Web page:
Managing Editor, OncLive®
Kristi Rosa joined MJH Life Sciences in 2016 and has since held several positions within the company. She helped launch the rapidly growing infectious disease news resource Contagion, strengthened the Rare Disease Report, of HCPLive, and now serves as the main digital news writer for OncLive. Prior to working at the company, she served as lead copywriter and marketing coordinator at The Strand Theater. Email: firstname.lastname@example.org
February 4, 2021 - The China National Medical Products Administration has granted a conditional approval to gilteritinib for use in adult patients with relapsed or refractory acute myeloid leukemia with a FLT3 mutation detected by a validated test.
The China National Medical Products Administration (NMPA) has granted a conditional approval to gilteritinib (Xospata) for use in adult patients with relapsed or refractory acute myeloid leukemia with a FLT3 mutation detected by a validated test.1
The regulatory decision was based on data from the phase 3 ADMIRAL trial (NCT02421939), which showed that gilteritinib significantly prolonged overall survival (OS) compared with salvage chemotherapy in this patient population.2 The median OS with the FLT3 inhibitor was 9.3 months versus 5.6 months with (HR, 0.64; 95% CI, 0.49-0.83; P = .0004); this translated to a 36% reduction in the risk of death. The NMPA also reviewed pharmacokinetics data from Chinese patients enrolled to the ongoing phase 3 COMMODORE trial (NCT03182244).
“Patients with relapsed or refractory AML with a FLT3 mutation are in urgent need of new treatment options,” Professor Ma Ju, director of the Harbin Institute of Hematology, China, stated in a press release. “As the first approved targeted therapy agent to treat relapsed or refractory AML with a FLT3 mutation in China, gilteritinib, which was approved under an expedited pathway, has enabled patients in China to have rapid access to a novel treatment option.”
In the international phase 3 ADMIRAL trial, a total of 371 patients with FLT3-mutated relapsed/refractory AML were randomized in a 2:1 fashion to either gilteritinib, given at a daily dose of 120 mg (n = 247), or salvage chemotherapy (n = 124). The regimens used in the control arm included mitoxantrone, etoposide, plus cytarabine; fludarabine, cytarabine, idarubicin and granulocyte colony-stimulating factor; low-dose cytarabine; and azacitidine.
Following treatment, all participants underwent hematopoietic stem cell transplantation (HSCT). Those in the investigational arm went on to continue treatment. Notably, crossover from the placebo arm to the investigational arm was not allowed.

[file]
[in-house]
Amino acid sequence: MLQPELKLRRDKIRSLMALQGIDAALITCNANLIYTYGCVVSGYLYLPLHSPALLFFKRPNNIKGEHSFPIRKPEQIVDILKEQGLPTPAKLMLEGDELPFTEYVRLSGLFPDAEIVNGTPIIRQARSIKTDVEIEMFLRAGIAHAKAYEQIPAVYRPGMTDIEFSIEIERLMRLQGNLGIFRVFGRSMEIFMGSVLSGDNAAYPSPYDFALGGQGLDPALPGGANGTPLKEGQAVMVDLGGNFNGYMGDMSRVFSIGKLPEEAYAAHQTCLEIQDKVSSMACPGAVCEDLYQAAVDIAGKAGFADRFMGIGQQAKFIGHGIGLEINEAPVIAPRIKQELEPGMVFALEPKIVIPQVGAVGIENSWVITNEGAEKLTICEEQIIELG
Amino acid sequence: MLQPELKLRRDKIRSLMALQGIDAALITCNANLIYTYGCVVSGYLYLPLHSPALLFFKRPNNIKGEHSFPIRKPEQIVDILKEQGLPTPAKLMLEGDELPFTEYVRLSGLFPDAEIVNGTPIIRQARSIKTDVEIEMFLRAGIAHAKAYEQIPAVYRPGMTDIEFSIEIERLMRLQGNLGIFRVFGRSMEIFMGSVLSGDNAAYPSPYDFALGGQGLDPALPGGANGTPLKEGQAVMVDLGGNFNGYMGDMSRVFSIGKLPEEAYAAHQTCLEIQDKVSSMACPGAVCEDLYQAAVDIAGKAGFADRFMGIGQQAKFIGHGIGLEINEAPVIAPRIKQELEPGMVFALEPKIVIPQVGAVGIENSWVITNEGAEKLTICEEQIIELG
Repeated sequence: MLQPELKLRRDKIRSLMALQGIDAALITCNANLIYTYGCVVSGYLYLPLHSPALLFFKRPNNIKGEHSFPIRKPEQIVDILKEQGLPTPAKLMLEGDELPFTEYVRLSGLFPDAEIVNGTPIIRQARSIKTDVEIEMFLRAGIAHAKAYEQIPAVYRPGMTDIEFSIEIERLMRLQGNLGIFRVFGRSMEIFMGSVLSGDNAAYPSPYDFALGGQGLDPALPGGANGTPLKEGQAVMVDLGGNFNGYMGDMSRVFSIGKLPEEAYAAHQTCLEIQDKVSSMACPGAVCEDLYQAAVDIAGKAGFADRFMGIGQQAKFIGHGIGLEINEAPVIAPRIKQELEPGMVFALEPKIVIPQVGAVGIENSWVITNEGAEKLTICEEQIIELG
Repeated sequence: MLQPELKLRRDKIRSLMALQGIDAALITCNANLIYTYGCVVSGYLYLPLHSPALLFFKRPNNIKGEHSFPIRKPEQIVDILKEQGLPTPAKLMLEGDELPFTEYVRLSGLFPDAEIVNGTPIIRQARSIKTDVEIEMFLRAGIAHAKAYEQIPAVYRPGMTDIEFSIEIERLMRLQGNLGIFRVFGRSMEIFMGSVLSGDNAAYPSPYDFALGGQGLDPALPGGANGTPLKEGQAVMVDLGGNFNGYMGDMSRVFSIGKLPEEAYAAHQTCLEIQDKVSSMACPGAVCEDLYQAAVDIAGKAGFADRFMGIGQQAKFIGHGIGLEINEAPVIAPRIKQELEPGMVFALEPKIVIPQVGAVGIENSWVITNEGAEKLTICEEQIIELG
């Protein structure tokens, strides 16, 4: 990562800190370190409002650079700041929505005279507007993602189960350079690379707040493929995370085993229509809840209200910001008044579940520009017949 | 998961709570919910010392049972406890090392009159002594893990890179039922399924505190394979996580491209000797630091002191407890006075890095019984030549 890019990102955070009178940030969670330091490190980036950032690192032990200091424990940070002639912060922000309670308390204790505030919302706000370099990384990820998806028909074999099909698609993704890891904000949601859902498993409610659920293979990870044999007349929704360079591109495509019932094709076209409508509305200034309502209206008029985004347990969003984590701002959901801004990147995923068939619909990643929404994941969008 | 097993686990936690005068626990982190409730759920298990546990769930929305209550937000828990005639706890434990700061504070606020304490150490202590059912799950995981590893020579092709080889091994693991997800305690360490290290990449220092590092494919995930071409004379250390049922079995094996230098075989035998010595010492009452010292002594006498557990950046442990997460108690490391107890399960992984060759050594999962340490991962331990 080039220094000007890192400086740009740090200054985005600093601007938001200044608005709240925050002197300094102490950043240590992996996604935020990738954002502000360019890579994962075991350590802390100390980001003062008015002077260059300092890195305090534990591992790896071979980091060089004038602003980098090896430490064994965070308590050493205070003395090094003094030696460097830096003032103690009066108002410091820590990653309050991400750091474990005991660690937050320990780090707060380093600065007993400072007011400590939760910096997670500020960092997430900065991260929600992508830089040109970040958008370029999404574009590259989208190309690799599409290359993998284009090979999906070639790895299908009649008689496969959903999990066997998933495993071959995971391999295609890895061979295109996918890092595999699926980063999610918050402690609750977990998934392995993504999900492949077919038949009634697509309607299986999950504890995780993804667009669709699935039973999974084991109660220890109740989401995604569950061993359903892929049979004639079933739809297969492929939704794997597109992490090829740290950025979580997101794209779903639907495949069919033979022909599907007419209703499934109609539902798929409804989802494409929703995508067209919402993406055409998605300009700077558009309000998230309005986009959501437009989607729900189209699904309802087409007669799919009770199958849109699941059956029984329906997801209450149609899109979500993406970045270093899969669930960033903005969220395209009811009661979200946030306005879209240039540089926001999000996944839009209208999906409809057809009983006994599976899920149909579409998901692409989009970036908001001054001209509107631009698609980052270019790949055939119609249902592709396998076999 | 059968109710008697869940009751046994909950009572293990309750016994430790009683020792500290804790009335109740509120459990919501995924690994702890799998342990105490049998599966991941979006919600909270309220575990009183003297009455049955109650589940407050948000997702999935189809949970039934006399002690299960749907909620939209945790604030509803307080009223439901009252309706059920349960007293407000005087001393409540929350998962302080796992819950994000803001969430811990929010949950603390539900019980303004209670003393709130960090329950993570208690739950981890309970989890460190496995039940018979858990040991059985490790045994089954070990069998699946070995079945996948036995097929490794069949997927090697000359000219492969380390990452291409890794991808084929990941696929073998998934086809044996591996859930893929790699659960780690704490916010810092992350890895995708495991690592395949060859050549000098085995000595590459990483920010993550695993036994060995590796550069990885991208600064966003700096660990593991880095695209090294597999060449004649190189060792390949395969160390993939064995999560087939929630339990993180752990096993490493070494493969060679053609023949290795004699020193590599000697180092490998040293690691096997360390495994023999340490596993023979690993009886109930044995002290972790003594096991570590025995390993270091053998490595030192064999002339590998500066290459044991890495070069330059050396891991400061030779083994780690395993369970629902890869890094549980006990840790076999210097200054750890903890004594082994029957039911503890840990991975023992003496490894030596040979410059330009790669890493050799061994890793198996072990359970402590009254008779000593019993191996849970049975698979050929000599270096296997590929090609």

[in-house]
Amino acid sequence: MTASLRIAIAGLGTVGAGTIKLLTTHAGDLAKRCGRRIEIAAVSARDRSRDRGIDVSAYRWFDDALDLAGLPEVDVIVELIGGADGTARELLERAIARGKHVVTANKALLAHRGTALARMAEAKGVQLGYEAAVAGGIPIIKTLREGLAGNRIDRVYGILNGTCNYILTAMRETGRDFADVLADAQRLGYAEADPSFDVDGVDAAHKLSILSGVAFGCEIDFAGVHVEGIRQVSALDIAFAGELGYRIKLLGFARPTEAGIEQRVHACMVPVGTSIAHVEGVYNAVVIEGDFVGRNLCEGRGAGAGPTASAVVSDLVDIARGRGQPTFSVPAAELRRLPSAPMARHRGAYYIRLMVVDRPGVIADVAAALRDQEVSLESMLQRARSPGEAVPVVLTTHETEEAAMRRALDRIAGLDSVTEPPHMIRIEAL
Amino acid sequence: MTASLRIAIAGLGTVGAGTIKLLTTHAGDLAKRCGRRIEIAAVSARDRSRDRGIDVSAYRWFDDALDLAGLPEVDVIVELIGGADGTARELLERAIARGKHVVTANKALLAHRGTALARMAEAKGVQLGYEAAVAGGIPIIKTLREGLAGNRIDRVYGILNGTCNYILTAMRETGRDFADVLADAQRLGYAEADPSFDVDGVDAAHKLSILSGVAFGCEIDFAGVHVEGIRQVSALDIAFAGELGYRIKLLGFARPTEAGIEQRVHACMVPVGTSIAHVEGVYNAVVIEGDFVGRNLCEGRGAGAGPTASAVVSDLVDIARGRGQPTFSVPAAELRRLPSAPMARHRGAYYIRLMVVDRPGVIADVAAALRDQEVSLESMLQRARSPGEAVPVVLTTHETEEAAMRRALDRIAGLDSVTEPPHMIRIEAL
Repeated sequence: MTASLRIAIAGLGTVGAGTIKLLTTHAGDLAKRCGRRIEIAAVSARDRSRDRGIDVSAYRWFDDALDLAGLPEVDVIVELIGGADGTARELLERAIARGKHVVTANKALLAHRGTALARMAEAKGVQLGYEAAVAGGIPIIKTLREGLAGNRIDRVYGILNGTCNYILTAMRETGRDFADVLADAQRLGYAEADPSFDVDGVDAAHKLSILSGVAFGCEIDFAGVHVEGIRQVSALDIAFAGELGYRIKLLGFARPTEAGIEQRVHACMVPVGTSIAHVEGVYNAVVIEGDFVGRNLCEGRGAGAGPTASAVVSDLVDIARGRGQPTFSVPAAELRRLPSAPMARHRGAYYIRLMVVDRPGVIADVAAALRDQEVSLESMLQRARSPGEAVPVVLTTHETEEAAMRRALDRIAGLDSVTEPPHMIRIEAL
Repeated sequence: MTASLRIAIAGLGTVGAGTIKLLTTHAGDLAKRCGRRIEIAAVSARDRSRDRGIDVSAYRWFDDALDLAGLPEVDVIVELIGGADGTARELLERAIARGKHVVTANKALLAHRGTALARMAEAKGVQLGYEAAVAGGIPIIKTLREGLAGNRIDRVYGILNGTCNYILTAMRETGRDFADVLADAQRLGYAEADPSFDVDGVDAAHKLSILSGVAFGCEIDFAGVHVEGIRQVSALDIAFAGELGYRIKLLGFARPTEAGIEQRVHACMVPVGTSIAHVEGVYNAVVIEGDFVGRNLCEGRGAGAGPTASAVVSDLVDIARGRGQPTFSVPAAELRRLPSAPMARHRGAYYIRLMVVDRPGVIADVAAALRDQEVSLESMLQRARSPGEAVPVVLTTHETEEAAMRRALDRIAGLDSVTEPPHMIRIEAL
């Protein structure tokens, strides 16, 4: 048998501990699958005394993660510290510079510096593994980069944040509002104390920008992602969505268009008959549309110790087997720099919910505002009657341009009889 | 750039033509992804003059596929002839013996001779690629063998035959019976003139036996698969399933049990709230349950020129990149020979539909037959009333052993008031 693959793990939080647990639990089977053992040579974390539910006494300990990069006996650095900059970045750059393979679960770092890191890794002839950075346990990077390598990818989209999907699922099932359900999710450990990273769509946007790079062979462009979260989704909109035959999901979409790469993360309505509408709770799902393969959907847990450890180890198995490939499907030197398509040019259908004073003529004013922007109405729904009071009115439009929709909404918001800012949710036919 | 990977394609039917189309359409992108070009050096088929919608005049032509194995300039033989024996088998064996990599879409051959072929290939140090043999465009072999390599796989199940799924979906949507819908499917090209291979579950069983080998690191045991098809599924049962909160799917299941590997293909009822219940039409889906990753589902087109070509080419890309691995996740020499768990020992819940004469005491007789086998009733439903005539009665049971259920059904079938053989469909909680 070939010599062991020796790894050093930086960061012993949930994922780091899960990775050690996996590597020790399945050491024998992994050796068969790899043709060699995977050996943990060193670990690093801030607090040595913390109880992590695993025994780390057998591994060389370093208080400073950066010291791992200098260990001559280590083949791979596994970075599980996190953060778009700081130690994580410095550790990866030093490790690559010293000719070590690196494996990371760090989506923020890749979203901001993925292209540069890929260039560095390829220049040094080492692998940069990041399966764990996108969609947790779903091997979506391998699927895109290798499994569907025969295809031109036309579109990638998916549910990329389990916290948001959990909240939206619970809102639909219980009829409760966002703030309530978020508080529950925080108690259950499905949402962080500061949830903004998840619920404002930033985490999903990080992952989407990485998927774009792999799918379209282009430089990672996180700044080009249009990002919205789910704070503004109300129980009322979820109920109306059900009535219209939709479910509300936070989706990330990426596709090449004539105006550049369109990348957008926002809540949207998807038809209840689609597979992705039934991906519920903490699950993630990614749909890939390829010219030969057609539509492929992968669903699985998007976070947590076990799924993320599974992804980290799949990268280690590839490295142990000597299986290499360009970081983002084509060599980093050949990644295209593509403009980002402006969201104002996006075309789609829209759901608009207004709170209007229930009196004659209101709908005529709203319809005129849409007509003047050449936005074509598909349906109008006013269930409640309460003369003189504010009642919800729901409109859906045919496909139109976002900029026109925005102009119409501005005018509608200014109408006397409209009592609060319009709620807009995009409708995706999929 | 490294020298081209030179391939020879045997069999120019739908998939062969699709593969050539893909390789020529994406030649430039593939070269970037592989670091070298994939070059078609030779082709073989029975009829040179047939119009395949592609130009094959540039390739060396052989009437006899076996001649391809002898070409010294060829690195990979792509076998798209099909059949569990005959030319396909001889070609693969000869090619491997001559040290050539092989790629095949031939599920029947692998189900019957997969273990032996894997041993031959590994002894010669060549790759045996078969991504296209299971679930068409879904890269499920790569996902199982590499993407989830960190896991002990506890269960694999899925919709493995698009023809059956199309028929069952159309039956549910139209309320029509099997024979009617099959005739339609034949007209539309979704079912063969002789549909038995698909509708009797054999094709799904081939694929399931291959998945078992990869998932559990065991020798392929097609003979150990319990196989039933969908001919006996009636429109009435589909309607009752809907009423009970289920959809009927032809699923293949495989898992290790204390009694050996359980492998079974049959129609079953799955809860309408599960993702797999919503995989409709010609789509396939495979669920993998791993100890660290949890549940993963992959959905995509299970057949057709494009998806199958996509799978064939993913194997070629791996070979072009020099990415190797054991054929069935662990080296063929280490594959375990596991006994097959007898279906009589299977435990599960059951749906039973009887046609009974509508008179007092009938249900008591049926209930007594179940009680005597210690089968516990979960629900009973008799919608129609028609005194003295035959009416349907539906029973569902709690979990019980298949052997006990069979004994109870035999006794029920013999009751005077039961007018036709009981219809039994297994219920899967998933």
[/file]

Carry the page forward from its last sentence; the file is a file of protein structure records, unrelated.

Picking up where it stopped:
To be eligible for participation, patients needed to have AML that harbored a FLT3-ITD or FLT3-TKD mutation, a mean of triplicate Friderica-correct QT interval of less than 450 milliseconds at screening per central reading, and they needed to be refractory to induction chemotherapy or in untreated first relapse.
The median age of participants was 62 years, and 54% were female. Seventy-three percent of patients had intermediate-risk cytogenetics, 88% had tumors that harbored FLT3-ITD mutations, 20% had undergone prior HSCT and 82% had received up-front intensive chemotherapy. Moreover, 39% of participants had primary refractory disease without HSCT, while 27% relapsed 6 months or less following composite complete remission (CRc).
The co-primary end points of ADMIRAL were OS and CR/CRh, while key secondary end points include event-free survival (EFS), CR rate, leukemia-free survival, duration of remission, CRc rate, transplantation rate, brief fatigue inventory, CRh rate, transfusion conversion rate, and transfusion maintenance rate.
Additional results showed that the median EFS with gilteritinib was 2.8 months versus 0.7 months with chemotherapy (HR, 0.79; 95% CI, 0.58-1.09). Moreover, 34.0% of patients in the investigative arm achieved a CR with full or partial hematologic recovery versus 15.3% of those in the control arm, translating to a risk difference of 18.6 percentage points (95% CI, 9.8-27.4).A CR was achieved in 21.1% of patients who were given gilteritinib versus 10.5% of those who received chemotherapy, translating to a risk difference of 10.6 percentage points (95% CI, 2.8-18.4).
The safety of gilteritinib was examined in a total of 319 patients with relapsed/refractory AML who had been given at least 1 dose of gilteritinib at 120 mg. The most commonly experienced toxicities included increased alanine aminotransferase (ALT; 25.4%), increased aspartate aminotransferase (AST; 24.5%), anemia (20.1%), thrombocytopenia (13.5%), febrile neutropenia (12.5%), decreased platelet count (12.2%), and diarrhea (12.2%). Nausea (11.3%), increased blood alkaline phosphate (11%), fatigue (10.3%), decreased white blood cell count (10%), and increased blood creatine phosphokinase (10%), were also reported.
Among those who received the FLT3 inhibitor, 1 fatal adverse reaction of differentiation syndrome. The most frequently reported serious adverse effects in those who received the agent included febrile neutropenia (7.5%), increased ALT (3.4%), and increased AST (3.1%).
In the open-label, multicenter, randomized, phase 3 COMMODORE trial, investigators are again examining the safety and efficacy of gilteritinib compared with salvage chemotherapy in adult Chinese patients with relapsed/refractory AML, as well as those in other countries.3 The primary objective of this research is OS, while secondary end points will look at EFS, CR, and safety.
Previously, in November 2018, the FDA approved gilteritinib for use in adult patients with FLT3 mutation–positive, relapsed/refractory AML based on data from ADMIRAL.